Dakar

Sta. Ana coordinates Action for Economic Reforms. This piece was published in the February 21, 2011 edition of the BusinessWorld, pages S1/4 to S1/5.

Dusty, dry, and dark. That was my impression upon my early evening arrival in Dakar, the capital of Senegal.

The 20-minute ride from the airport to the hotel offered a scenic view—a long coastline dotted with golden beaches, steep rocks, and wide fields where boys play football, athletes exercise, and all sorts of people gather.

But it was hard to shake the impression of a dusty, dry, and dark Dakar.Dakar is a windy city surrounded by the sea. The sea wind blows hard from the Atlantic Ocean, kicking up dust in the sandy city. The atmosphere is dry, and the bareness of the seashore and the beaches accentuates the environment’s dryness.  The long and wide avenue that runs parallel to the coastline lacks greenery. Coconut tress line one side of the avenue, but they are limp, wilted by the intensity of the sun.

Upon reaching the hotel, located on a main narrow road in the city center, I noticed a dark scene.  The ten-minute evening walk from the hotel to a French restaurant frequented by expatriates could be scary for a first-time visitor. It hadnothing to do with the presence of suspicious characters; vagrants in Manila are more conspicuous and annoying. The problem is that no street lamp illuminates a desolate stretch of the street, which is abuzz during daytime.

But my first impression is wrong.  At daybreak, a different Dakar emerges.Dakar is a riot of colors.

Men and women wear bright-hued clothes. The men—Muslims or not, wear flowing kaftans in a variety of colors— formal white, sparkling blue, coral red.The women likewise wear resplendent and colorful dresses, especially the boubou, a ubiquitous robe sewn from embroidered cotton that is richly dyed.

Senegal has its version of the Indonesian batik. It is said that the Dutch colonizers of Indonesia brought the batik technology to Senegal.  That’s a positive example of early globalization.

Street life is vibrant.  The markets offer a cornucopia of goods—fresh tropical fruits and vegetables, meat and seafood, aphrodisiacs that are said to be better than Viagra, made-in-China toys, music of world-renowned Senegalese musicians like YoussouN’Dour, Senegalese fabrics and costumes, souvenirs for tourists, and fake luxury items like Rayban sunglasses and Mont Blanc pens.

And the Senegalese people are nice and friendly, even as strangers like me have to be cautious in dealing with stall owners and touts who pester prospective consumers to buy overpriced or counterfeit goods.

And despite the Pinoy’s biased view about beauty—that black is not beautiful—my friend and I have to admit that we have been smitten by black beauty. Joy, married and a mother of a precocious Philippine Science High School student, admires the Senegalese men for their handsome faces and lean, muscular build.  She is not alone in her judgment of beauty.  Senegal has become a favorite destination of European middle-aged women who seek the companionship of or, bluntly, a sexual relationship with vigorous Senegalese young men.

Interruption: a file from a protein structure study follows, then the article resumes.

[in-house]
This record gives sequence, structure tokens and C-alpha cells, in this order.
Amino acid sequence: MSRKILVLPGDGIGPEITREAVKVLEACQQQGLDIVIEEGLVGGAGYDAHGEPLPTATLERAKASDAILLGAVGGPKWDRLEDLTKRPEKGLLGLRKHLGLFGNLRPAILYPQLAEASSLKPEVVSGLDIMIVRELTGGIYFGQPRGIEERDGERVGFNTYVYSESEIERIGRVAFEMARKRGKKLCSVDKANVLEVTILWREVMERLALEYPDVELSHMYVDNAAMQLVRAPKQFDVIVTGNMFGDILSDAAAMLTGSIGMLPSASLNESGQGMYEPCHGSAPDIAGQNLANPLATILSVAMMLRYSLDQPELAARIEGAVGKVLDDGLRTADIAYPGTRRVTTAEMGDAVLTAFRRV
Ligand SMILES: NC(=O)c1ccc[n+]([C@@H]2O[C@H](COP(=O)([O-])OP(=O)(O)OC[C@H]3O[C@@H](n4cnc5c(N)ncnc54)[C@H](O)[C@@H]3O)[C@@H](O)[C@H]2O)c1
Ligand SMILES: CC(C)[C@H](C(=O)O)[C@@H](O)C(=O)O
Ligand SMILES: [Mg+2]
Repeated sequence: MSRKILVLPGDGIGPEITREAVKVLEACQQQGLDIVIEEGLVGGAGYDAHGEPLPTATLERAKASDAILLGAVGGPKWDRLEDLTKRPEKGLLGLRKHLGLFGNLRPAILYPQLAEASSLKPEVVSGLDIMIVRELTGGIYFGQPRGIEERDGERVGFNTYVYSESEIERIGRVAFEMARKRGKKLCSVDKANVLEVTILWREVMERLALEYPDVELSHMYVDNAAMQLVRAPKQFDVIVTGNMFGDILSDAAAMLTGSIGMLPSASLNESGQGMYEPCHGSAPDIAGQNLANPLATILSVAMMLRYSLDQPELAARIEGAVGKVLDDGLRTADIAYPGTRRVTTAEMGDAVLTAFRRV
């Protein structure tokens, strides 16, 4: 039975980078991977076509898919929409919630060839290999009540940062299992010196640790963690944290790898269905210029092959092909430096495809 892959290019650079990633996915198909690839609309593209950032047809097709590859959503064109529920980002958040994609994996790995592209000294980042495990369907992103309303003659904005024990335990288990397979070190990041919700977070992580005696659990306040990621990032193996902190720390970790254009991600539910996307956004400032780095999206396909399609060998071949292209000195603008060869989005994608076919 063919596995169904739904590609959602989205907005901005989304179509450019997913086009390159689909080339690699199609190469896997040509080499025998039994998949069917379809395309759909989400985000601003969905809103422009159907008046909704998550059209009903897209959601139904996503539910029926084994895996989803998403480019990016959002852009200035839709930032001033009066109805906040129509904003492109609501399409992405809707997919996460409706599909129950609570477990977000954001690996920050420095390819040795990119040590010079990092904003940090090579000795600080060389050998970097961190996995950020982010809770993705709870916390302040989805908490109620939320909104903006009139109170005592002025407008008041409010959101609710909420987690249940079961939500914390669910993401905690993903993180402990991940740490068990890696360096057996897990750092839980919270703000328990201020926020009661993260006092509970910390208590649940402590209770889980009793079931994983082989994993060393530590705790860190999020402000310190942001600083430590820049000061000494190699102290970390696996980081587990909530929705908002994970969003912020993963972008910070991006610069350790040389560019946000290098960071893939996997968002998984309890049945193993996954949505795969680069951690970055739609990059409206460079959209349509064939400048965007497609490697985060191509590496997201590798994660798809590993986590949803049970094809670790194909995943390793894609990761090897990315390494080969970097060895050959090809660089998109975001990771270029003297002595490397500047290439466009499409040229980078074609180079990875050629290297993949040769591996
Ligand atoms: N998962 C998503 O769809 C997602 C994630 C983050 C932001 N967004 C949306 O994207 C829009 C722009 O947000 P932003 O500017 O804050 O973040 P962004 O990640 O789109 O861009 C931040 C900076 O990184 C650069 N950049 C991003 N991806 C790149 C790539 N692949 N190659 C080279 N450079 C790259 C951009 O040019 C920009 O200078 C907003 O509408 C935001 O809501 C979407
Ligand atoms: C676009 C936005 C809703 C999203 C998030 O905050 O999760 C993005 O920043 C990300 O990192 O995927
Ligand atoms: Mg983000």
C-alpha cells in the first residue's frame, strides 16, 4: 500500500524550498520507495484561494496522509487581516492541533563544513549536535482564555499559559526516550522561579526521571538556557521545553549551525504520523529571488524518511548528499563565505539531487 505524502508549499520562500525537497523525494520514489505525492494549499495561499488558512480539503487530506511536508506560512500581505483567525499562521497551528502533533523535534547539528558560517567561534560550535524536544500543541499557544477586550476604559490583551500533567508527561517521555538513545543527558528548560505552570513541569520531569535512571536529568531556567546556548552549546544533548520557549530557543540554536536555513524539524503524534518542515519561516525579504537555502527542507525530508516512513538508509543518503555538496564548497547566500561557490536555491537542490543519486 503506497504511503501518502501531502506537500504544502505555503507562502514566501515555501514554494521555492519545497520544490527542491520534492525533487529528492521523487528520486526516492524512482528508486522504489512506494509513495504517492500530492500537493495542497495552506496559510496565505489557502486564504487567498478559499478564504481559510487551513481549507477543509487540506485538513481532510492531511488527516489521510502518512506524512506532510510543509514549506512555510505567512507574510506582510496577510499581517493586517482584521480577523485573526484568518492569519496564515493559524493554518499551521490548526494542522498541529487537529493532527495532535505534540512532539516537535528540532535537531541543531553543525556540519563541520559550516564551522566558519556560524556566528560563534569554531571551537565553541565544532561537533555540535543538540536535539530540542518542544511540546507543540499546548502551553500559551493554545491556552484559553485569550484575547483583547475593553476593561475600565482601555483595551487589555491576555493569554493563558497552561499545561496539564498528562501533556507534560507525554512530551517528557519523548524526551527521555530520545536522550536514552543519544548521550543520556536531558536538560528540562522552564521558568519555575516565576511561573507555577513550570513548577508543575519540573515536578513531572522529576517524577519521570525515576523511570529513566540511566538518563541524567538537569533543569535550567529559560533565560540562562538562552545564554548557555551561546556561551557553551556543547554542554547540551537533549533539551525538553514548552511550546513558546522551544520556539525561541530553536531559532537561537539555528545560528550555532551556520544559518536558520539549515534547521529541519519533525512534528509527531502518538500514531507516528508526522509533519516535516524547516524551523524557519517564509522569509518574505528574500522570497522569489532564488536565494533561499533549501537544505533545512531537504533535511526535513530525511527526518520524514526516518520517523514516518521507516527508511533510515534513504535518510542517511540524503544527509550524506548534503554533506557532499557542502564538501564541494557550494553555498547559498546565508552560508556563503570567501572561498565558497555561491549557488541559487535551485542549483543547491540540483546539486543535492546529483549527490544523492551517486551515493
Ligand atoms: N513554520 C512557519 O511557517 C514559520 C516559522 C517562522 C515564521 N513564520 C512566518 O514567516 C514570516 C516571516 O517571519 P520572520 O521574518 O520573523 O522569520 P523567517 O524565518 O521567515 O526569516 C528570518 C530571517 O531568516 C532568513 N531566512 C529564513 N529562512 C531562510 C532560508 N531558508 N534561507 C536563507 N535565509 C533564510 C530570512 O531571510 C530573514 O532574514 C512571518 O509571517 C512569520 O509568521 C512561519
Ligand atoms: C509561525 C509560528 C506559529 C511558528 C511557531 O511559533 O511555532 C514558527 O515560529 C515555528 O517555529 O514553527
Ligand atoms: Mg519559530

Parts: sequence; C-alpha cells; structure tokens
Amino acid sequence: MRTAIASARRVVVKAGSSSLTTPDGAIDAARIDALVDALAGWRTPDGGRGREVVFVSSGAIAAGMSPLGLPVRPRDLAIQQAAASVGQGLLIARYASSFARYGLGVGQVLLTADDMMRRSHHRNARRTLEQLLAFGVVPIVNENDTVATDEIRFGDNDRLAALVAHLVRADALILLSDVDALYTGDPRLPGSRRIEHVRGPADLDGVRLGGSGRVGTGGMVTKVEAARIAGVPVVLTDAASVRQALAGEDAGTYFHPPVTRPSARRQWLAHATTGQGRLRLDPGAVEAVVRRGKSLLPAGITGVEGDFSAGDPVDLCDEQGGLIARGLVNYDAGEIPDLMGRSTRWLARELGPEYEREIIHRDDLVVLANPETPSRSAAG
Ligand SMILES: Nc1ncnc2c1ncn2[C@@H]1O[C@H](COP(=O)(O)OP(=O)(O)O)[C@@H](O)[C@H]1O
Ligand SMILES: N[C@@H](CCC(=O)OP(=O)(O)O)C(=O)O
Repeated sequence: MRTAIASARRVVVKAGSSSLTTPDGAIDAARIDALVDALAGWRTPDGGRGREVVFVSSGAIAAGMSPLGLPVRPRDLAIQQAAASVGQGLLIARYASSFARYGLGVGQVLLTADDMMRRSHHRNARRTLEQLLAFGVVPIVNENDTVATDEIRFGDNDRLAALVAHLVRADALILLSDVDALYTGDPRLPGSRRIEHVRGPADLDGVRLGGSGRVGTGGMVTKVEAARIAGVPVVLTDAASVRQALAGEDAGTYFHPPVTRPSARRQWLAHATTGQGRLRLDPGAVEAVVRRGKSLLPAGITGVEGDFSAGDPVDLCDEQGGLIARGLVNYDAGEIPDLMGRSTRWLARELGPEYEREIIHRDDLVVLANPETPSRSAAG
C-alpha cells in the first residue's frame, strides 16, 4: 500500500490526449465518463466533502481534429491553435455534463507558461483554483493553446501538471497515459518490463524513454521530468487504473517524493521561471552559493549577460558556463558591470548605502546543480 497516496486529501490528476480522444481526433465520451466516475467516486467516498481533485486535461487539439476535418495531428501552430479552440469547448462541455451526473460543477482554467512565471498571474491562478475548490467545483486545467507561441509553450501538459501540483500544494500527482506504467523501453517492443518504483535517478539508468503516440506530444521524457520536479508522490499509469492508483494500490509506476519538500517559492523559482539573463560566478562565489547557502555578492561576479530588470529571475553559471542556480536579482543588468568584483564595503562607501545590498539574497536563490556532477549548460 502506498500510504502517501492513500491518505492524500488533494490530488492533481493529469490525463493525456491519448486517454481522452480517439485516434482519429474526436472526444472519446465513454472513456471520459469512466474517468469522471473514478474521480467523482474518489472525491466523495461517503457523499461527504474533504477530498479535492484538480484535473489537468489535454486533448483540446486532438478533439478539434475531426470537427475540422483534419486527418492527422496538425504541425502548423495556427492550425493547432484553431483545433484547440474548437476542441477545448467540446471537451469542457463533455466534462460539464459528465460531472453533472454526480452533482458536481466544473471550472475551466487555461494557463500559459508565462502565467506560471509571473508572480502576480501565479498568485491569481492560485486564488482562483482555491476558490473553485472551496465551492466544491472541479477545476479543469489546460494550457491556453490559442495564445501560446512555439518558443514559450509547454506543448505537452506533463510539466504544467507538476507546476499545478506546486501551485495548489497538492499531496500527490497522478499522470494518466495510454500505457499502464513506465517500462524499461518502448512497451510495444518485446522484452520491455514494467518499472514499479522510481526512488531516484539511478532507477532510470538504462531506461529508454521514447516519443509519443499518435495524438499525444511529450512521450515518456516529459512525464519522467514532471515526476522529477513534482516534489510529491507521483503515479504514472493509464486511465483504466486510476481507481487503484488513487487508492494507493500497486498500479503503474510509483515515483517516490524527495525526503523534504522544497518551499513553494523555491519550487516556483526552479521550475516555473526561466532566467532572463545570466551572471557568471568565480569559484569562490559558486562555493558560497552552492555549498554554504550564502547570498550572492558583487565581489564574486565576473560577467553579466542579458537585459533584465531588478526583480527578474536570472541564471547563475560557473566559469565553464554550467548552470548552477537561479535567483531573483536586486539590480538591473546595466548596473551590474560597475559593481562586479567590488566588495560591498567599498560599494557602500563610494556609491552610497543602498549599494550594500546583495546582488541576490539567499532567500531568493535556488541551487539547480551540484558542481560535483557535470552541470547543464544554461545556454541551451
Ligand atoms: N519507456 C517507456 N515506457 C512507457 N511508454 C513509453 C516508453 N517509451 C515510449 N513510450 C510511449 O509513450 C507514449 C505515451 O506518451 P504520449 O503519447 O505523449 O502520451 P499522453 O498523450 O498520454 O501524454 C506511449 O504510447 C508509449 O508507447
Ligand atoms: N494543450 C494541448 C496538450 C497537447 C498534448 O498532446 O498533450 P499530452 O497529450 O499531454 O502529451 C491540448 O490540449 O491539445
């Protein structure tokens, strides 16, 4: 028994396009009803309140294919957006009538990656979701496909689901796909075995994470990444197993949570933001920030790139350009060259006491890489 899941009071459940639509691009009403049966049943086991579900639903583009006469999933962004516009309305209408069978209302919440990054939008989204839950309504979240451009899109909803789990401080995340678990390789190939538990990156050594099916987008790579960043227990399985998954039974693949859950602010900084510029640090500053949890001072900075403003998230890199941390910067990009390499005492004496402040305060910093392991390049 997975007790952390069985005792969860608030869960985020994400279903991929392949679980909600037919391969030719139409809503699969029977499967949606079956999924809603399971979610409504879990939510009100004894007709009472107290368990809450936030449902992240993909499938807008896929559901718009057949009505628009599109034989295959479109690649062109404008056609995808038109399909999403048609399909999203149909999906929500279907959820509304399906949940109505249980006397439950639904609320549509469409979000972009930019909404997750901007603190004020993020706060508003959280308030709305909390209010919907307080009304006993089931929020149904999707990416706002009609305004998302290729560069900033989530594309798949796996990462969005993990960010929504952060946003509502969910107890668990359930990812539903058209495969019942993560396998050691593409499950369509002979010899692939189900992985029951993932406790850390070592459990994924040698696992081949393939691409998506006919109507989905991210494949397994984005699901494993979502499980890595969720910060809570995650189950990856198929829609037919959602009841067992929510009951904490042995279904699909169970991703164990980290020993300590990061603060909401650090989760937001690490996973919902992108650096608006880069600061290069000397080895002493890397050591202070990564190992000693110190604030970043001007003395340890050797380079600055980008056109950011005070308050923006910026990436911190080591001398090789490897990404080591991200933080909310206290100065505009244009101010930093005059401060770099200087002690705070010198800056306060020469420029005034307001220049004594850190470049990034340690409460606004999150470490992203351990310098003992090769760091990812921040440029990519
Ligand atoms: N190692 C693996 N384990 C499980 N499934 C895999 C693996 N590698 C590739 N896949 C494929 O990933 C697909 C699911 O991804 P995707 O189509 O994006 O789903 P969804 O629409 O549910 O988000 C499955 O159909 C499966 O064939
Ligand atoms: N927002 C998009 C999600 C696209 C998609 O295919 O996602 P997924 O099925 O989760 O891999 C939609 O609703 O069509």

The women are tall and thin, their complexions are smooth, their eyes are enticing, and they have the curves.

Joy and I visited Dakar to attend meetings related to the World Social Forum (WSF), the alternative to the elite-oriented Davos World Forum.  The Dakar Forum, attended by thousands of activists of many nationalities, was likewise a riot.

In fact, its opening day fell into total chaos, as the rector of the university, which hosted the Forum, cancelled the use of rooms upon pressure from the Senegalese President.  Organizers of different seminars and forums, having no rooms, had to innovate.  But because the Forum was an explosion of activities, the participants who could not find the events that they wanted to join could attend the other activities held in makeshift tents and open spaces on the campus.

The themes for the Forum were broad and mixed—economics and development, environment and climate change, sustainable agriculture, health and alternative lifestyles, tourism, music and arts, independence struggles, human rights, etc.The positions expressed in the different venues also varied, manifesting a pluralism of ideas.

But the main activity revolved around the revolution in Egypt.  Almost everyone in the Forum and in the rest of Dakar,was following what was then the unfolding uprising of the Egyptian people that eventually toppled the Mubarak dictatorship.

Joy and I prefer the riot of colors and the chaos in Dakar and in the WSF to the cold drab, and predictable environment of Davos.

Dakar offers a different world, a different globalization.  The progressive, percussive, pulsating world music of Senegalese YoussouN’Dour serves as a metaphor of this other world. That’s one good side of globalization.

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